5. Fold the dough inwards repeatedly until all the air is knocked out. Divide into 12 pieces (of roughly the same weight) and roll into balls. Place, fairly close together, on 1 or 2 baking trays lined with baking parchment or silicone paper.
  6. Cover each tray very loosely with cling film (kitchen wrap) and leave to rest for 1 more hour, or until the dough is at least doubled in size and springs back quickly when lightly prodded with your finger. 
  7. Meanwhile, pre-heat your oven to 200°C (395°F).
  8. For the crosses, in a small bowl, mix the flour and water to a paste. Using a piping bag fitted with a fine nozzle (or fill a freezer bag and snip off a small corner) pipe crosses on the buns. 
  9. Bake for about 20 minutes, or until golden brown. 
  10. Warm the apricot jam with a bit of water, sieve and brush over the tops of the warm buns to glaze. 
  11. Cool the buns on a wire rack BUT serve warm (best!) or at room temperature. You can eat them as they are or halvedm slathered with butter and maybe some local honey, homemade or marmelade.



In this recipe, the addition of one apple to the dough enhances the taste and lends a lovely, moist texture, you can leave the apple out and substitute mixed peel if that's what you prefer.




Hot-cross Buns!

Hot-cross buns!
Hot-cross buns!
One a penny, two a penny,
Hot-cross buns!
If you have no daughters,
Give them to your sons;
One a penny, two a penny,
Hot-cross buns!

Source: This is the most common version of the Hot Cross Buns, an English language nursery rhyme, Easter song, and street cry referring to the spiced English bun known as a hot cross bun. The earliest record of the rhyme was published in London in 1798; earlier references to the rhyme as a street cry in London, 1733, noted:

Good Friday comes this month, the old woman runs.
With one or two a penny hot cross buns.

Both the nursery rhyme and the street cry refer to the fact that you could either get two small buns OR one regular bun for one penny!




If dried fruits aren’t your thing you might want to try one of the many new variations on the traditional recipe, such as toffee, orange-cranberry, chocolate chip and coffee.  But make sure to mark your buns with a cross and to use the same mixture of spices though, as ‚spice' and 'the cross' are important things in all hot cross buns‘ (Dorothy Hartley's, Food in England, published in 1954).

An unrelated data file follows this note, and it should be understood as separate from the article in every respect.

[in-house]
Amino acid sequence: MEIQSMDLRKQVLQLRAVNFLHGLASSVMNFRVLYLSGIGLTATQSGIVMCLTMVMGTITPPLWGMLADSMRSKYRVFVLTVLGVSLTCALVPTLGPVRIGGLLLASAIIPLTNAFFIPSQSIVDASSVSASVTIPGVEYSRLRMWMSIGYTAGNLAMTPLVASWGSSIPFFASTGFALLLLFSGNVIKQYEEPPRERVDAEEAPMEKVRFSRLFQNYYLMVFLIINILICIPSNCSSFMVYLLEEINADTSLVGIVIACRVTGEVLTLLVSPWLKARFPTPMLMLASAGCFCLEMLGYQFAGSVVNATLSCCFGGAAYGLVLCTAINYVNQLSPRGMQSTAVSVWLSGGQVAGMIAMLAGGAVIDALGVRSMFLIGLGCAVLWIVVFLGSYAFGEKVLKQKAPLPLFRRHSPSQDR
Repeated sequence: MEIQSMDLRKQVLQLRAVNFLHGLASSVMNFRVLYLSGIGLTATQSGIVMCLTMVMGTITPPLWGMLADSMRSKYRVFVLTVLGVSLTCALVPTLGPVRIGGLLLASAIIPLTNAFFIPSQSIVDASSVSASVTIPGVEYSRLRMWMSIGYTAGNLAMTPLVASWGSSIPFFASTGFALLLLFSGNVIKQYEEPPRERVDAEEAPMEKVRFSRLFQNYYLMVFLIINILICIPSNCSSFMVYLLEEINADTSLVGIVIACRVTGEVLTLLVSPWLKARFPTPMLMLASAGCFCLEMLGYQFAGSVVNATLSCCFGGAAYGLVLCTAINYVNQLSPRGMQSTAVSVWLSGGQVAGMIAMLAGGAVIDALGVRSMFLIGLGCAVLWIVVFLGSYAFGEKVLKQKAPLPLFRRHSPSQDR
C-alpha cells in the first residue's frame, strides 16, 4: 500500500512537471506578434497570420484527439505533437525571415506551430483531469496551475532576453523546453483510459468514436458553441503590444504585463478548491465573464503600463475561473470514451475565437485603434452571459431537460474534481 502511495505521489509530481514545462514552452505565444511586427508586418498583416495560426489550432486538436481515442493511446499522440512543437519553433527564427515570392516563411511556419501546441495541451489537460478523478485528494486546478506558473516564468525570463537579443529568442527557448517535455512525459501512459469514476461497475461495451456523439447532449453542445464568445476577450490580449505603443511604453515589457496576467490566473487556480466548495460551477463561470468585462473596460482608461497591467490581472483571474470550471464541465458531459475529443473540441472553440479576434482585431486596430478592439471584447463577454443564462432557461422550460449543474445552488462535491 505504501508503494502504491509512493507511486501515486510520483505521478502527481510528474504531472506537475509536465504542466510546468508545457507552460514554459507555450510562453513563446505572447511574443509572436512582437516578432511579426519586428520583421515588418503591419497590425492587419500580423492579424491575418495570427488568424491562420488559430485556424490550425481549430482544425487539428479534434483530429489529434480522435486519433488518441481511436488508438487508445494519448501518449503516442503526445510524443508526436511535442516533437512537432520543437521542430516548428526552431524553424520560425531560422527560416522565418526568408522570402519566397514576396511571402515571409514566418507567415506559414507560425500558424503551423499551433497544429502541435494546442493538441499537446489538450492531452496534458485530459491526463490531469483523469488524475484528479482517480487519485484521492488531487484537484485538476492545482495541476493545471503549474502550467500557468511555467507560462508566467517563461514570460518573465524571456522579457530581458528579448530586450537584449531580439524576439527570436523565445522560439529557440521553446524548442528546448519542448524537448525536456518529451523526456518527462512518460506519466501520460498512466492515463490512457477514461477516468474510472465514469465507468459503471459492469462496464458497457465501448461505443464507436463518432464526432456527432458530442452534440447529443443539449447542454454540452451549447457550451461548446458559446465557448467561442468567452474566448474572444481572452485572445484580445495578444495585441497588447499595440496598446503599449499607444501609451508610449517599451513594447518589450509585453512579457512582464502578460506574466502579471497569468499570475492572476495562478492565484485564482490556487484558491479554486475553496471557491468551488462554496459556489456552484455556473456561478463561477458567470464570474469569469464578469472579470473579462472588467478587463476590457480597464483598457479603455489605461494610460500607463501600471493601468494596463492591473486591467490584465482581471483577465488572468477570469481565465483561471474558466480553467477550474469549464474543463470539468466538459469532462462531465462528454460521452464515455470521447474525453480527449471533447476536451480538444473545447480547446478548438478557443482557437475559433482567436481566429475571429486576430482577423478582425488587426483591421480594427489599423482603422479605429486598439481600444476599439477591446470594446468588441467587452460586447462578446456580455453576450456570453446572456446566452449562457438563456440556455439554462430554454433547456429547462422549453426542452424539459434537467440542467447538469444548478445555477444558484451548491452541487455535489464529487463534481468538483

Tuesday, March 26, 2019

Sbrisolona Mantovana - One Big Crumbly Torta


Sbrisolona Mantovana, a crunchy, crumbly, nutty tart is a typical sweet treat from the city of Mantova (in English 'Mantua') in Northern Italy. The Sbrisolona is locally also known as Sbrisolina, Sbrisulusa or Sbrisulada.

'Sbriciolarsi' means 'to crumble' or 'to fall into pieces'. In the recipe below, the crumbs are made of cornmeal and almond meal, sugar, roughly chopped almonds, butter and just enough egg yolk to keep the sandy and coarse bricioli (crumbs) bound together while baking. When baked the Sbrisolona is like a really huge cookie whose texture is a cross between buttery shortbread and the most delicious crumb topping you ever made.

It's commonly thought that this shortbread like, crumbly sweet treat that can in found in most Mantua's bakeries, has its origins in the surrounding Lombard countryside. The origin of Sbrisolona Montovana is from the cucina povera ('cuisine of the poor') and contained modest ingredients. Peasants made a hard and crumbly dessert of sorts by mixing crushed grains such as millet and cornmeal, hazelnuts and lard. This modest treat was then enrichened by the cooks serving the city's ruling Gonzaga family in the 1600's with the additions of almonds, butter, sugar and spices (expensive ingredients at the time). Though it would be several centuries before these ingredients were readily available (and affordable) to much of the city and surrounding countryside's population, it was a Torta that many local, less well-off families worked hard to save up for and make on special occasions.




Sbrisolona is meant to be enjoyed in large chunks or shards rather than slices.




Sbrisolona Mantovana

Ingredients
  • 200g fine cornmeal, plus some for dusting the pan
  • 150g almond meal (almond meal not almond flour - as the almond meal still contains the skins and has a coarser gring d than th ealmond flour)
  • 200 g superfine (baking) sugar
  • 8 g pure vanilla sugar
  • ¼ fine sea salt
  • 200 g unsalted butter, chilled, cubed (or go with 100g chilled lard and 100g chilled butter)
  • 2 egg yolks (M), room temperature, preferably free range or organic
  • 50g whole almonds with skin 
  • powdered sugar (optional)

Preparation
  1. Butter a 26 cm (9in) baking pan (I like to use a pie dish here but feel feel to use a regular cake pan), line the bottom with baking parchment, flour the pan, shaking off any excess.
  2. Pre-heat your oven to 180° C ( 365°F).
  3. In a large bowl, whisk together the cornmeal and the almond meal, the sugar, vanilla sugar and salt.